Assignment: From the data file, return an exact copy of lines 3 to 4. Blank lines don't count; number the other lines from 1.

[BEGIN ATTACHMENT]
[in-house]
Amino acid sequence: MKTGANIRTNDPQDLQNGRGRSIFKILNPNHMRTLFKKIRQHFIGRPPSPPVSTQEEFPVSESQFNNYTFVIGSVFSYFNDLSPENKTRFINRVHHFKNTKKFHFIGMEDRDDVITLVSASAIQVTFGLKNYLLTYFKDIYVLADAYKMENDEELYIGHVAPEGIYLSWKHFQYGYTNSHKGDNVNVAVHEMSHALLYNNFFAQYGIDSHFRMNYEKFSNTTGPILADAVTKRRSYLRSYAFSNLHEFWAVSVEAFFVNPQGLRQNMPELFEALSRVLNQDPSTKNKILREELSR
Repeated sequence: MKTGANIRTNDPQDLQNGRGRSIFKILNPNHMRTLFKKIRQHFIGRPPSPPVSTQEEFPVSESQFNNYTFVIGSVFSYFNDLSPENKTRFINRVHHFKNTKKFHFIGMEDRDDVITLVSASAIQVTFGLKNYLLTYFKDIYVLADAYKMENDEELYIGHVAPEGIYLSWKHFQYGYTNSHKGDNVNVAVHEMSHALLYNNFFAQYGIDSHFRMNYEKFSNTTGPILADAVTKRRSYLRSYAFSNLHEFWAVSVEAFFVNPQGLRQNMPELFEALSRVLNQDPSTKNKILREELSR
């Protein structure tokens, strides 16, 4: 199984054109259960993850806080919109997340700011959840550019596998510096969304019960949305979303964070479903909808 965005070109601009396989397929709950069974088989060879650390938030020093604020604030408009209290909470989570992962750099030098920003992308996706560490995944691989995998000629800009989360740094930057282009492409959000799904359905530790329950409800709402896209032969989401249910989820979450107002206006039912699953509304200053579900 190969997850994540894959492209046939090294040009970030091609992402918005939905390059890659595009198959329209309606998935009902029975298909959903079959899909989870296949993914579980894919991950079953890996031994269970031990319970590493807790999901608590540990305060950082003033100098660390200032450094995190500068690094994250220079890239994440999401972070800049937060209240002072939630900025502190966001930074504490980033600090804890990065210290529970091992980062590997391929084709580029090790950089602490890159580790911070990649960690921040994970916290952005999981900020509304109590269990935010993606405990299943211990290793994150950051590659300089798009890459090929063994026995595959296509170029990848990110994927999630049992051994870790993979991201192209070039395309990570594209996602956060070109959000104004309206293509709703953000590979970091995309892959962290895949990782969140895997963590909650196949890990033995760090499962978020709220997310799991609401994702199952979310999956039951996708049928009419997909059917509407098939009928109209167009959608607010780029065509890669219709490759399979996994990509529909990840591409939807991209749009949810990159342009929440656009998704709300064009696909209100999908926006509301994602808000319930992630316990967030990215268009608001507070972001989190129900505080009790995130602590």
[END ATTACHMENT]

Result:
Repeated sequence: MKTGANIRTNDPQDLQNGRGRSIFKILNPNHMRTLFKKIRQHFIGRPPSPPVSTQEEFPVSESQFNNYTFVIGSVFSYFNDLSPENKTRFINRVHHFKNTKKFHFIGMEDRDDVITLVSASAIQVTFGLKNYLLTYFKDIYVLADAYKMENDEELYIGHVAPEGIYLSWKHFQYGYTNSHKGDNVNVAVHEMSHALLYNNFFAQYGIDSHFRMNYEKFSNTTGPILADAVTKRRSYLRSYAFSNLHEFWAVSVEAFFVNPQGLRQNMPELFEALSRVLNQDPSTKNKILREELSR
């Protein structure tokens, strides 16, 4: 199984054109259960993850806080919109997340700011959840550019596998510096969304019960949305979303964070479903909808 965005070109601009396989397929709950069974088989060879650390938030020093604020604030408009209290909470989570992962750099030098920003992308996706560490995944691989995998000629800009989360740094930057282009492409959000799904359905530790329950409800709402896209032969989401249910989820979450107002206006039912699953509304200053579900 190969997850994540894959492209046939090294040009970030091609992402918005939905390059890659595009198959329209309606998935009902029975298909959903079959899909989870296949993914579980894919991950079953890996031994269970031990319970590493807790999901608590540990305060950082003033100098660390200032450094995190500068690094994250220079890239994440999401972070800049937060209240002072939630900025502190966001930074504490980033600090804890990065210290529970091992980062590997391929084709580029090790950089602490890159580790911070990649960690921040994970916290952005999981900020509304109590269990935010993606405990299943211990290793994150950051590659300089798009890459090929063994026995595959296509170029990848990110994927999630049992051994870790993979991201192209070039395309990570594209996602956060070109959000104004309206293509709703953000590979970091995309892959962290895949990782969140895997963590909650196949890990033995760090499962978020709220997310799991609401994702199952979310999956039951996708049928009419997909059917509407098939009928109209167009959608607010780029065509890669219709490759399979996994990509529909990840591409939807991209749009949810990159342009929440656009998704709300064009696909209100999908926006509301994602808000319930992630316990967030990215268009608001507070972001989190129900505080009790995130602590």